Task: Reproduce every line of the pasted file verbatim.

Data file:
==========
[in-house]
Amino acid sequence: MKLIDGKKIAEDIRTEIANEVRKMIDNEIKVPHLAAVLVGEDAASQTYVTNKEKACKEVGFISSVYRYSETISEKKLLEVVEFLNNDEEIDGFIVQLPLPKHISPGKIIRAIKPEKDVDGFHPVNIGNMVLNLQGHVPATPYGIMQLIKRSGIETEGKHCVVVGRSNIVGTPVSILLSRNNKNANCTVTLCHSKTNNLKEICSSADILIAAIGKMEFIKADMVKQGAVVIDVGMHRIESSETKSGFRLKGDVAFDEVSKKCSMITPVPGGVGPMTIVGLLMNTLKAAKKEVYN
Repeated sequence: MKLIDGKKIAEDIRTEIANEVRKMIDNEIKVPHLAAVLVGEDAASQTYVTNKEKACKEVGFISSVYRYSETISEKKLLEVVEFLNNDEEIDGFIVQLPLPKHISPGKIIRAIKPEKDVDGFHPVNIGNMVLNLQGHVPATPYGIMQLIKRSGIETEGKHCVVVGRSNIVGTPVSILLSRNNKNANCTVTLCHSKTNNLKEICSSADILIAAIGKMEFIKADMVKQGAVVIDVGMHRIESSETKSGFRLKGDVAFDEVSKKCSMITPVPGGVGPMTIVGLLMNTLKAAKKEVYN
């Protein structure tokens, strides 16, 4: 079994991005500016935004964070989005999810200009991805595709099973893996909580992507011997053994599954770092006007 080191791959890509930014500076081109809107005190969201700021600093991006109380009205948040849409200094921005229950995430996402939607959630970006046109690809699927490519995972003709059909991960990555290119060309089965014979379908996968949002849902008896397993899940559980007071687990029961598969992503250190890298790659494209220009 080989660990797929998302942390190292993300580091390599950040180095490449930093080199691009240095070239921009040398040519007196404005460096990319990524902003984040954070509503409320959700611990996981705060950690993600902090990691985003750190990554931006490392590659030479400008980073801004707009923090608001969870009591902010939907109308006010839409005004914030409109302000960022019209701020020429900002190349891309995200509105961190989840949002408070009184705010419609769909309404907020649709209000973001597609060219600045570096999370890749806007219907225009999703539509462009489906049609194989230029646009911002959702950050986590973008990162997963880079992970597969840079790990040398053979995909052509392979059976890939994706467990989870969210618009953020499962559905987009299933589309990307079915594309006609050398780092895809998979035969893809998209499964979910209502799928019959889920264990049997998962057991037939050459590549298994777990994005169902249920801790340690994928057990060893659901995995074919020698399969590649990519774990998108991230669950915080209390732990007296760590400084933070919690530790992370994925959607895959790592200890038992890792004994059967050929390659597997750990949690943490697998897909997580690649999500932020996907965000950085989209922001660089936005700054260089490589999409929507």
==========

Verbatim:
[in-house]
Amino acid sequence: MKLIDGKKIAEDIRTEIANEVRKMIDNEIKVPHLAAVLVGEDAASQTYVTNKEKACKEVGFISSVYRYSETISEKKLLEVVEFLNNDEEIDGFIVQLPLPKHISPGKIIRAIKPEKDVDGFHPVNIGNMVLNLQGHVPATPYGIMQLIKRSGIETEGKHCVVVGRSNIVGTPVSILLSRNNKNANCTVTLCHSKTNNLKEICSSADILIAAIGKMEFIKADMVKQGAVVIDVGMHRIESSETKSGFRLKGDVAFDEVSKKCSMITPVPGGVGPMTIVGLLMNTLKAAKKEVYN
Repeated sequence: MKLIDGKKIAEDIRTEIANEVRKMIDNEIKVPHLAAVLVGEDAASQTYVTNKEKACKEVGFISSVYRYSETISEKKLLEVVEFLNNDEEIDGFIVQLPLPKHISPGKIIRAIKPEKDVDGFHPVNIGNMVLNLQGHVPATPYGIMQLIKRSGIETEGKHCVVVGRSNIVGTPVSILLSRNNKNANCTVTLCHSKTNNLKEICSSADILIAAIGKMEFIKADMVKQGAVVIDVGMHRIESSETKSGFRLKGDVAFDEVSKKCSMITPVPGGVGPMTIVGLLMNTLKAAKKEVYN
């Protein structure tokens, strides 16, 4: 079994991005500016935004964070989005999810200009991805595709099973893996909580992507011997053994599954770092006007 080191791959890509930014500076081109809107005190969201700021600093991006109380009205948040849409200094921005229950995430996402939607959630970006046109690809699927490519995972003709059909991960990555290119060309089965014979379908996968949002849902008896397993899940559980007071687990029961598969992503250190890298790659494209220009 080989660990797929998302942390190292993300580091390599950040180095490449930093080199691009240095070239921009040398040519007196404005460096990319990524902003984040954070509503409320959700611990996981705060950690993600902090990691985003750190990554931006490392590659030479400008980073801004707009923090608001969870009591902010939907109308006010839409005004914030409109302000960022019209701020020429900002190349891309995200509105961190989840949002408070009184705010419609769909309404907020649709209000973001597609060219600045570096999370890749806007219907225009999703539509462009489906049609194989230029646009911002959702950050986590973008990162997963880079992970597969840079790990040398053979995909052509392979059976890939994706467990989870969210618009953020499962559905987009299933589309990307079915594309006609050398780092895809998979035969893809998209499964979910209502799928019959889920264990049997998962057991037939050459590549298994777990994005169902249920801790340690994928057990060893659901995995074919020698399969590649990519774990998108991230669950915080209390732990007296760590400084933070919690530790992370994925959607895959790592200890038992890792004994059967050929390659597997750990949690943490697998897909997580690649999500932020996907965000950085989209922001660089936005700054260089490589999409929507």